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The case for transnational referendums in the European Union

21 September 2020
By Bruno Kaufmann, president of the Initiative and Referendum Institute, Europe’s Global Direct Democracy Think-Tank

This article was originally published on the European Citizens’ Initiative Forum .

For the 62nd time in half a century, voters in a country in Europe get the opportunity, on 27 September, to decide a European issue at the ballot box. However, such referendums are still very much national affairs and do not compensate for the lack of popular votes at the pan-EU-level, writes Bruno Kaufmann, author of the newly published European Democracy Passport.   

The imagery ahead of the 27 September vote in Switzerland on a labour accord with the European Union is as crude as usual. The campaign posters display the drawing of a working man with a belt containing EU stars crushing with his big bottom the red-white map of Switzerland. With this visual the political forces behind the citizens´ initiative for a “moderate immigration” want to underline the pressure from the agreements on free movement, which Switzerland and the European Union agreed more than 20 years ago.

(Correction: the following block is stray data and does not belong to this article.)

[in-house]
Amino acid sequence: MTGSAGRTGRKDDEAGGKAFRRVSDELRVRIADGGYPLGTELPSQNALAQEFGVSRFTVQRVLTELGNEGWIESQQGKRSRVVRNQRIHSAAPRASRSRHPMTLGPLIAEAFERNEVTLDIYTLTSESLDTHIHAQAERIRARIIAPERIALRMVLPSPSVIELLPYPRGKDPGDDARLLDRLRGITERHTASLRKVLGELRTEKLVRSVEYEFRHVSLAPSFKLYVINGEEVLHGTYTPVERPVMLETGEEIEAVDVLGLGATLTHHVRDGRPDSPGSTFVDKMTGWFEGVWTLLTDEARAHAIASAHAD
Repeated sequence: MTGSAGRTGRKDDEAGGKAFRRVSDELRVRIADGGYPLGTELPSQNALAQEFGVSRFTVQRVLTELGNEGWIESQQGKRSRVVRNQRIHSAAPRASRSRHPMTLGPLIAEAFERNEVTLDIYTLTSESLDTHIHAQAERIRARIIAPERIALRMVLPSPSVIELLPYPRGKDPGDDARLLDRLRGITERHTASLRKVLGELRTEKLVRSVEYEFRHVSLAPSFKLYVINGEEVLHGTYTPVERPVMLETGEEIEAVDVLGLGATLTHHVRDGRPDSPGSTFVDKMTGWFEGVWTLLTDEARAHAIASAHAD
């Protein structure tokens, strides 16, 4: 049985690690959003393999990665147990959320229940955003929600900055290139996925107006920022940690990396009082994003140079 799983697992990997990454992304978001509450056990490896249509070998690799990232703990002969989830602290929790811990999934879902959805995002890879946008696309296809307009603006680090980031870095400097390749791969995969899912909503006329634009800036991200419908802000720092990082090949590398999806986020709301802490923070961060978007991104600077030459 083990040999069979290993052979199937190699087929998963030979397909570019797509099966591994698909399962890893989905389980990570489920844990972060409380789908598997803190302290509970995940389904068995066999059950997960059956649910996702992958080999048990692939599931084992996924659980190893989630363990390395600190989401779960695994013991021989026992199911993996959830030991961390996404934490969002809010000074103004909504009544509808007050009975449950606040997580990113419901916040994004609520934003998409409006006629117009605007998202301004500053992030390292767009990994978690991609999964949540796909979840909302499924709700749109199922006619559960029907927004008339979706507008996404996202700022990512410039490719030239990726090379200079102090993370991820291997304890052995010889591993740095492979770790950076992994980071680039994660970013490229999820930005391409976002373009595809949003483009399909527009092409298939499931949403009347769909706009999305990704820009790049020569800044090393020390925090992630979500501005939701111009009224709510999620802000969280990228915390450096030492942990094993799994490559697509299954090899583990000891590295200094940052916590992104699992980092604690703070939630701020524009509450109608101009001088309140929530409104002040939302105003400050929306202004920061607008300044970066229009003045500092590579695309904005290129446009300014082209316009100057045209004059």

Since then various aspects of this free movement arrangement have been subjected to political debates – both in parliaments and among people. While as many as 67.5% of the Swiss voters approved the initial agreement, several extensions – especially to the new member states in Central Europe – garnered positive majorities of 53-59 percent in another four popular votes during the ‘00s. However a citizens’ initiative to limit these freedoms (“mass immigration initiative”) took a wafer-thin victory in 2014, triggering a series of fine-tuning in the delicate diversions between the European Union and Switzerland, a non-member state – including the forthcoming vote on 27 September.

“Switzerland is very European – and Europe has become much more Swiss”

“No other country in Europe offers so many tools and procedures of direct involvement by the citizens in the decision making process as Switzerland”, says Zoltan Pallinger, professor of political science at Andrassy University in Budapest. Together with colleagues from across Europe he has contributed to a comprehensive report commissioned by the European Commission assessing the use and future of direct democracy in and on Europe: “But when it comes to European issues, Switzerland is very European – and Europe has become much more Swiss”, comments Pallinger, referring to the fact that almost 30 countries have held nationwide popular votes on European integration issues since 1972.

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